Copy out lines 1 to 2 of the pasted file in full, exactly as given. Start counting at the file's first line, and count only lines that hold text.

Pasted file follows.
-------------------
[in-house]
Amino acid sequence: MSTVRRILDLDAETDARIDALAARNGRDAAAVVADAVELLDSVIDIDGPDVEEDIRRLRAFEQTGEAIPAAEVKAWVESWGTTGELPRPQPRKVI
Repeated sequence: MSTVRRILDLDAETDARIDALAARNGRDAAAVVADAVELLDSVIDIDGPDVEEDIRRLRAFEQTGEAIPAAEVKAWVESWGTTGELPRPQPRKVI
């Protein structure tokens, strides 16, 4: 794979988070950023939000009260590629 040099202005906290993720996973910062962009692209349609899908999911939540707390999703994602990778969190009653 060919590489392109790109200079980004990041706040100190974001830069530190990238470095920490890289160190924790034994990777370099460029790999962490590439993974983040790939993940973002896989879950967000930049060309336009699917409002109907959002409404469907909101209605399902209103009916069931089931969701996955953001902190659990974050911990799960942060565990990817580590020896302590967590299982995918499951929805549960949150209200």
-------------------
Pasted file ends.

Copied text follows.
[in-house]
Amino acid sequence: MSTVRRILDLDAETDARIDALAARNGRDAAAVVADAVELLDSVIDIDGPDVEEDIRRLRAFEQTGEAIPAAEVKAWVESWGTTGELPRPQPRKVI